Maryland requires all vehicles to be covered by liability insurance. This requirement is meant to ensure that all drivers and owners are able to financially compensate others for damages resulting from motor vehicle accidents. However, in a Maryland truck accident case, evidence of insurance of lack of insurance is not always permitted as evidence in a civil case. Under Maryland Rule of Evidence 5-411, evidence that a person was or was not insured is not admissible as evidence that a person acted negligently or wrongfully. Evidence of insurance can be admitted as evidence for another purpose, including proof of agency, control, ownership, or bias or prejudice of a witness. For example, evidence that a witness is insured by an insurance company might show that the witness has a potential bias. Evidence of insurance might also be relevant to the issue of whether a party was an employee or an independent contractor, which would impact liability in the case. A driver’s lack of insurance could also be relevant to the issue of whether a company negligently employed an individual to work as a driver.
Maryland’s rule is derived from Federal Rule of Evidence 411. It is meant to prevent unfair prejudice because a jury might infer that a party was at fault based on the party’s lack of insurance. A jury might also infer that a party was not at fault based on the party’s proof of insurance. Even if evidence of insurance or lack of insurance is admissible for another purpose, it may still be excluded on another basis. For example, evidence of a lack of insurance may be unfairly prejudicial and a court might still exclude it. A court has discretion to admit or exclude evidence when it is not prohibited by Rule 5-411. Maryland Rules 5-402 and 5-403 state that evidence that is not relevant is not admissible and that relevant evidence may still be excluded if the probative value is “substantially outweighed by the danger of unfair prejudice, confusion of the issues, or misleading the jury.”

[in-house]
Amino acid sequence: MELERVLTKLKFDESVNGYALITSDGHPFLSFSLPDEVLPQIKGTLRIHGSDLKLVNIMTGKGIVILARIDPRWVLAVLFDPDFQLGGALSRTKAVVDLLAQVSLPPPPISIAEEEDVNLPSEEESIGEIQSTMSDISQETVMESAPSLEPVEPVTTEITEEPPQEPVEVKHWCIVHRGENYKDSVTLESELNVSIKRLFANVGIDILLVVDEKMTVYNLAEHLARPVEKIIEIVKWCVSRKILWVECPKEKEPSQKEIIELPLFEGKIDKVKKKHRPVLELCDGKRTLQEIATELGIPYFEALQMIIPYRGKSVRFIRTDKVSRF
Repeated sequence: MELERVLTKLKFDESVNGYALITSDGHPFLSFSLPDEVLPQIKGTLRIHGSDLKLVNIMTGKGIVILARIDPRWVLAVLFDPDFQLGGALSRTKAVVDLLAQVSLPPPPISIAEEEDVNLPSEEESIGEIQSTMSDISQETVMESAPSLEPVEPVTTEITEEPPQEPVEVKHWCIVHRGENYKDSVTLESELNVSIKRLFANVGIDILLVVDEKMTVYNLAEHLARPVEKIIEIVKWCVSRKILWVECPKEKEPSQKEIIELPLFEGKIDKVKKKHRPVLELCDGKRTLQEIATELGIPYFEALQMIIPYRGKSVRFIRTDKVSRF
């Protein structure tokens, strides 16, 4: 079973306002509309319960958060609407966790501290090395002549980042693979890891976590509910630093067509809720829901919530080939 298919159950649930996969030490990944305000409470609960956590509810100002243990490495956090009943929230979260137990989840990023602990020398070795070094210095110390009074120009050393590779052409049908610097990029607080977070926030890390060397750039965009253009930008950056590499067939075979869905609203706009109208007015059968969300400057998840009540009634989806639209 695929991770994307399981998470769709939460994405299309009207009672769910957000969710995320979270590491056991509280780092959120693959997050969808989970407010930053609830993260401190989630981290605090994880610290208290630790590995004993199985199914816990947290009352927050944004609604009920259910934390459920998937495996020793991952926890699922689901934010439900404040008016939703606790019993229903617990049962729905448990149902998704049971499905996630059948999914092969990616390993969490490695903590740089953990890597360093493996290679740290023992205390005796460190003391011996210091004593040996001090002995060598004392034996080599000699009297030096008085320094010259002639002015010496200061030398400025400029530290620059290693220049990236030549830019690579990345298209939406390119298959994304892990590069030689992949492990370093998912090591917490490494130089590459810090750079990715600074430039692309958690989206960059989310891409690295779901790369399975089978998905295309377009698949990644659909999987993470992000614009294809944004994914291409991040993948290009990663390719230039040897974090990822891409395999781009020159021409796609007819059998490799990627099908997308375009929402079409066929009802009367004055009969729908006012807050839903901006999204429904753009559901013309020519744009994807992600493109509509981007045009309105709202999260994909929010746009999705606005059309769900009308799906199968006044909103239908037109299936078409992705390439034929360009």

Woman Killed in Recent Truck Accident